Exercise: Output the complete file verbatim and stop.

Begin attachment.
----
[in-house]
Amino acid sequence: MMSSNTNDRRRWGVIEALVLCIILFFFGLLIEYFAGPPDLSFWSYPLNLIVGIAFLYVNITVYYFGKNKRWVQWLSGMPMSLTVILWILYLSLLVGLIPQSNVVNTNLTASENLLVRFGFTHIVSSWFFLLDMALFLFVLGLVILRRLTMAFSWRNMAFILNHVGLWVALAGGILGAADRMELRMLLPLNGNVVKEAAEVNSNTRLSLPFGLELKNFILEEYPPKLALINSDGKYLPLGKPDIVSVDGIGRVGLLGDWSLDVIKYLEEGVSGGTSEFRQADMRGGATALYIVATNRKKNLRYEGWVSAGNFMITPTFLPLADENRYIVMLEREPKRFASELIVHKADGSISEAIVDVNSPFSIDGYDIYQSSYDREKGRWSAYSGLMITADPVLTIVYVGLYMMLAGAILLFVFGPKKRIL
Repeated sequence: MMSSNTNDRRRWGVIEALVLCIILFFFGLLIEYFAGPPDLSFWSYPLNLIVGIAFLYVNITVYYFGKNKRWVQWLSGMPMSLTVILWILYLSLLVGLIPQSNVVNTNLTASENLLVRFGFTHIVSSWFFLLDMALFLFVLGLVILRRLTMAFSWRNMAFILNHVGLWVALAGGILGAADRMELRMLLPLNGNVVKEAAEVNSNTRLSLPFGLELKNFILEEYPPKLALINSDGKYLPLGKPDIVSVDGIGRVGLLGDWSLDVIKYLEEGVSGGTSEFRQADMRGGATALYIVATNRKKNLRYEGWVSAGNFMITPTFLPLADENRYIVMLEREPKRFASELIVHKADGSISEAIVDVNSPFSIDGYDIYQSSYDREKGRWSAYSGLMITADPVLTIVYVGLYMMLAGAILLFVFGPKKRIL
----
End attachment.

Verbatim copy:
[in-house]
Amino acid sequence: MMSSNTNDRRRWGVIEALVLCIILFFFGLLIEYFAGPPDLSFWSYPLNLIVGIAFLYVNITVYYFGKNKRWVQWLSGMPMSLTVILWILYLSLLVGLIPQSNVVNTNLTASENLLVRFGFTHIVSSWFFLLDMALFLFVLGLVILRRLTMAFSWRNMAFILNHVGLWVALAGGILGAADRMELRMLLPLNGNVVKEAAEVNSNTRLSLPFGLELKNFILEEYPPKLALINSDGKYLPLGKPDIVSVDGIGRVGLLGDWSLDVIKYLEEGVSGGTSEFRQADMRGGATALYIVATNRKKNLRYEGWVSAGNFMITPTFLPLADENRYIVMLEREPKRFASELIVHKADGSISEAIVDVNSPFSIDGYDIYQSSYDREKGRWSAYSGLMITADPVLTIVYVGLYMMLAGAILLFVFGPKKRIL
Repeated sequence: MMSSNTNDRRRWGVIEALVLCIILFFFGLLIEYFAGPPDLSFWSYPLNLIVGIAFLYVNITVYYFGKNKRWVQWLSGMPMSLTVILWILYLSLLVGLIPQSNVVNTNLTASENLLVRFGFTHIVSSWFFLLDMALFLFVLGLVILRRLTMAFSWRNMAFILNHVGLWVALAGGILGAADRMELRMLLPLNGNVVKEAAEVNSNTRLSLPFGLELKNFILEEYPPKLALINSDGKYLPLGKPDIVSVDGIGRVGLLGDWSLDVIKYLEEGVSGGTSEFRQADMRGGATALYIVATNRKKNLRYEGWVSAGNFMITPTFLPLADENRYIVMLEREPKRFASELIVHKADGSISEAIVDVNSPFSIDGYDIYQSSYDREKGRWSAYSGLMITADPVLTIVYVGLYMMLAGAILLFVFGPKKRIL